County board pushes for tax rollback–again

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On Tuesday Cook County commissioners passed a motion to roll back by a half of one percent the county’s portion of sales tax. Currently, the county’s share of the sales tax is 1.75 cents on the dollar, pushing the city’s total sales tax

On Tuesday Cook County commissioners passed a motion to roll back by a half of one percent the county’s portion of sales tax. Currently, the county’s share of the sales tax is 1.75 cents on the dollar, pushing the city’s total sales tax to 10.25 cents on the dollar–the highest in the nation.

And if Cook County board President Todd Stroger decides to veto the motion it would be his third time doing so. He has five days from Tuesday’s vote to veto the measure. If he does, commissioners would need 11 votes to override him.

Previously commissioners were unsuccessful at overriding Stroger’s sales tax vetoes because 14 votes were needed. But a new state law reduced that.

Stroger could challenge the law that lowered the override threshold but he said he has not decided if he would do so. For now, his attention is on the county’s hospitals and health clinics.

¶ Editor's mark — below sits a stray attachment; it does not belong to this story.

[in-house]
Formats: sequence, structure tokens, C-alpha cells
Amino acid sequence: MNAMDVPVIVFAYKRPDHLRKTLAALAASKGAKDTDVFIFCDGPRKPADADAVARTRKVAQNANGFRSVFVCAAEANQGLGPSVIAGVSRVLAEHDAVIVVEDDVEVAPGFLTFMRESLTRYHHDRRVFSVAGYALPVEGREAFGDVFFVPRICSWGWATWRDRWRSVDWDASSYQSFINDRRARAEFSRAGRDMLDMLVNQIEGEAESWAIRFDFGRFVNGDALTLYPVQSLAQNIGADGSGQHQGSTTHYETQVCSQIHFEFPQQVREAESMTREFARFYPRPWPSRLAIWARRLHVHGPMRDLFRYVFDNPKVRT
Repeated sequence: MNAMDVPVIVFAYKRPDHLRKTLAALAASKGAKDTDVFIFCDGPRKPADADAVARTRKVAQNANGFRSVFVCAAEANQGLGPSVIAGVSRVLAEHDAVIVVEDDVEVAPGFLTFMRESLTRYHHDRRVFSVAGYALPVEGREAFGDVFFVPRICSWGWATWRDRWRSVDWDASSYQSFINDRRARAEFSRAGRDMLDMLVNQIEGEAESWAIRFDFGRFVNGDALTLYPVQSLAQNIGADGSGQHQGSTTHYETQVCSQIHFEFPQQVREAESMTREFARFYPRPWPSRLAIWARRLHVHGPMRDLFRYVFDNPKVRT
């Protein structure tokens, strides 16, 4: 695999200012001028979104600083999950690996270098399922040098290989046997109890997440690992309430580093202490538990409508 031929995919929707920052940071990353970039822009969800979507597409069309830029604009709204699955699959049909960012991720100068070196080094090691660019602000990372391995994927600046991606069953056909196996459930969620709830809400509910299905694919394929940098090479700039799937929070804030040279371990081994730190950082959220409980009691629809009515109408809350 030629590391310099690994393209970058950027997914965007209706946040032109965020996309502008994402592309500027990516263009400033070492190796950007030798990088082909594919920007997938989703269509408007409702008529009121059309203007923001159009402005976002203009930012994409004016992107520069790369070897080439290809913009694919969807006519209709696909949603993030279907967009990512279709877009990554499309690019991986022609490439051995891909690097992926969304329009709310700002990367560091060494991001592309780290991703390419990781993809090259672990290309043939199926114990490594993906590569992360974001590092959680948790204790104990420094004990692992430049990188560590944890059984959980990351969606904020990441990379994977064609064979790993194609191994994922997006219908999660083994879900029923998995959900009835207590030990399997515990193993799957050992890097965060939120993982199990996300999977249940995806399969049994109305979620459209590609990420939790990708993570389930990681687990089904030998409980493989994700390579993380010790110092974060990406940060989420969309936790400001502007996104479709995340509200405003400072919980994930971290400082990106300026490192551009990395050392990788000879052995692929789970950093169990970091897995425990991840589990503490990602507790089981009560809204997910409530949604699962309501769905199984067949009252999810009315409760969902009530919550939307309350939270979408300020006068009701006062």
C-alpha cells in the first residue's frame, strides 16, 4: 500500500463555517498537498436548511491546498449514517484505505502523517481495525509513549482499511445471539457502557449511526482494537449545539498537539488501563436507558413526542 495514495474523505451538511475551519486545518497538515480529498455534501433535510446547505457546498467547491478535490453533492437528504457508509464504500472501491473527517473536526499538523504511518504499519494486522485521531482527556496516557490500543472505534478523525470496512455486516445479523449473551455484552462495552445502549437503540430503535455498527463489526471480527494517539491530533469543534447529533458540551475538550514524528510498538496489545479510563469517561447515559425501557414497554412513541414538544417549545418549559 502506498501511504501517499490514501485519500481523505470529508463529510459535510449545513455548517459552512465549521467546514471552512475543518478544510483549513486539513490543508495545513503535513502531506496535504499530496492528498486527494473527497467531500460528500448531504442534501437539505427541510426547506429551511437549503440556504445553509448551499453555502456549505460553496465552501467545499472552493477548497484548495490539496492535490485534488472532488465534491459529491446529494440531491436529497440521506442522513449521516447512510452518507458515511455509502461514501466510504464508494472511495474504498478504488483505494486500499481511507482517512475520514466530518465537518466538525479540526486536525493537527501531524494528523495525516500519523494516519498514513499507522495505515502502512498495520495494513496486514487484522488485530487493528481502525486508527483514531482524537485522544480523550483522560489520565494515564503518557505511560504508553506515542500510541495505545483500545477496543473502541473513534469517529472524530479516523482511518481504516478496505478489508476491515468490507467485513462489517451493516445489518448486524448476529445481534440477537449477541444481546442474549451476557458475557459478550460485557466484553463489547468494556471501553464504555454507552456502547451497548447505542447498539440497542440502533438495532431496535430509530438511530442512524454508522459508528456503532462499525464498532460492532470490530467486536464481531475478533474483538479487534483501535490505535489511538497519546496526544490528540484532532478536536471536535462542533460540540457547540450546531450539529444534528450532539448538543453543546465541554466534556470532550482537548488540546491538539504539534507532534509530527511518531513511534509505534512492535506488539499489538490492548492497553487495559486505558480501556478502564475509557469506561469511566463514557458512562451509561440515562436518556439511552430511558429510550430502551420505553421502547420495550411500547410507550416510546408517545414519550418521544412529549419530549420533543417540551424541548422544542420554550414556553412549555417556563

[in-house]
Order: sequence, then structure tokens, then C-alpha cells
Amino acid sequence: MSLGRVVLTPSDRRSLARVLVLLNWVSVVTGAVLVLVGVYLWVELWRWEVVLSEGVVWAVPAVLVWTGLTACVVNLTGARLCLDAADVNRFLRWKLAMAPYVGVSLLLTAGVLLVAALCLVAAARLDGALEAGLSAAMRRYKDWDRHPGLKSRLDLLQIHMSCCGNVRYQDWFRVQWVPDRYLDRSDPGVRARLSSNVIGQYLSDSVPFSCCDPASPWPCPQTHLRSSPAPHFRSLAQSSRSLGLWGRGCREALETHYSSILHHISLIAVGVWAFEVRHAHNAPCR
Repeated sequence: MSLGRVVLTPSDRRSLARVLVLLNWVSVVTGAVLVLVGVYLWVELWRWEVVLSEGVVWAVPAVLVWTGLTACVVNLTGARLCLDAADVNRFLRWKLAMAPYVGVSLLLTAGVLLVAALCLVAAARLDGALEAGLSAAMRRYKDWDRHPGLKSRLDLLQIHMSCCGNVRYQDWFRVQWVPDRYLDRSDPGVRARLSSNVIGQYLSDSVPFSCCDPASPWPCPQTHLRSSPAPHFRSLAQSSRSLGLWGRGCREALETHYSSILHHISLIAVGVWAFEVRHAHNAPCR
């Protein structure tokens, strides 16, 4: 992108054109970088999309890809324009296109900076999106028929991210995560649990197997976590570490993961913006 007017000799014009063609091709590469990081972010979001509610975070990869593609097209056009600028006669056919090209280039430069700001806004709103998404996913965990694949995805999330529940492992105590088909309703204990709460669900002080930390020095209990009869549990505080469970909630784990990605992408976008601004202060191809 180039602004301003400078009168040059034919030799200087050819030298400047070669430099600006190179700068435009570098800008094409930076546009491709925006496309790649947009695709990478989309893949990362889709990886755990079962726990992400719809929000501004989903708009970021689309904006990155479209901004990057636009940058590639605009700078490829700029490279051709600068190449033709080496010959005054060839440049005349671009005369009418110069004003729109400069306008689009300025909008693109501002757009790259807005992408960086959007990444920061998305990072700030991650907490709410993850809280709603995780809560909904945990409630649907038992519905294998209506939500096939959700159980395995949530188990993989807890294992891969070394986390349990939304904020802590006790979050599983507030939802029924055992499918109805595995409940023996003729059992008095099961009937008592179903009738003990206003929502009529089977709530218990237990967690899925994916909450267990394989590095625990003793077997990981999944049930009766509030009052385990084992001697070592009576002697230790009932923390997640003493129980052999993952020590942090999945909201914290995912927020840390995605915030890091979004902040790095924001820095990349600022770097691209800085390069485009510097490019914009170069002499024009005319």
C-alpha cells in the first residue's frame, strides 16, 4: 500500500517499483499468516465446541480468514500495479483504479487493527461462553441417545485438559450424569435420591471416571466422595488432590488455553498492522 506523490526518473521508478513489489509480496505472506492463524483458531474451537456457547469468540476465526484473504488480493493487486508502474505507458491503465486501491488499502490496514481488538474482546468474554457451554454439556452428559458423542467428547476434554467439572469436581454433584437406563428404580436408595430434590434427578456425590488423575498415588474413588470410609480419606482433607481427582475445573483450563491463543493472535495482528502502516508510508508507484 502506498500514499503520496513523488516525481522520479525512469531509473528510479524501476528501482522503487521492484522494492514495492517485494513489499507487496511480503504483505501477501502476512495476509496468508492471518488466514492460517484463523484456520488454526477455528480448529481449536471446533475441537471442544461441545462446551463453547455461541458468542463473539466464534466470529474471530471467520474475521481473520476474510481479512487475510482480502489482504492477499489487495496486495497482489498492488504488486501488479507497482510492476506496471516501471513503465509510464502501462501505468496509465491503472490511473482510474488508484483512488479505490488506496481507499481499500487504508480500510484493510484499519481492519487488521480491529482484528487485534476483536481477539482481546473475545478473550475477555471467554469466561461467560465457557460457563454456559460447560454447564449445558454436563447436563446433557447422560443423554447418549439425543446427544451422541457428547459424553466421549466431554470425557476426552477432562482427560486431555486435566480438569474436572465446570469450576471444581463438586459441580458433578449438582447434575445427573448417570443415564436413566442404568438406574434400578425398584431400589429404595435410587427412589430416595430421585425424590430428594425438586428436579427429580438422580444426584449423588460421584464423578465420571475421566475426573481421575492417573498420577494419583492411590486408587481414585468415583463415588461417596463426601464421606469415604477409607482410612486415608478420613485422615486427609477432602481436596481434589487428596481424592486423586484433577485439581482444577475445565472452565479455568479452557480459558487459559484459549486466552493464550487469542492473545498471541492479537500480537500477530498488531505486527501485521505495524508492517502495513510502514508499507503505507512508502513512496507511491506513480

“Our health care system would suffer if this motion is successful at standing,” Stroger said. “The level of health care will be decreased if we rollback the sales tax.”

By a vote of 12-5 the motion to rollback the 1.75 percent county sales tax to 1.25 percent passed and would take effect in July.

Of the county’s 17 commissioners, five are Black: Earlean Collins, D-1st Dist., Jerry Butler, D-3rd Dist., Robert Steele, D-2nd Dist., William Beavers, D-4th Dist., and Deborah Sims, D-5th Dist. Butler, Beavers and Sims voted against Tuesday’s roll back.

Butler said his vote could cost him his job.

“There’s a chance this will come back to hurt me but sometimes I hurt myself so it’s OK,” he told the Defender.

All of the county’s commissioners and Stroger are up for re-election in February.

Steele said while he voted to rollback the sales tax, he is not sure if he will vote the same way should Stroger veto the measure and another vote is taken to override him.

“I have not made up my mind what I will do if we get to that point. But I do know we need to do something to help the taxpayers of Cook County,” Steele said.

Earlier this year Steele voted to override Stroger’s veto but the measure fell one vote shy of the required 14 votes. Shortly after that Stroger fired Steele’s brother from his $100,000-ayear county job as a facility manager. And just last week his brother was rehired to a $90,000-a-year county job.

Steele said he hopes the firing and hiring is not a result of him voting to rollback the sales tax and declined to speculate if he thought it was deliberate on Stroger’s part.

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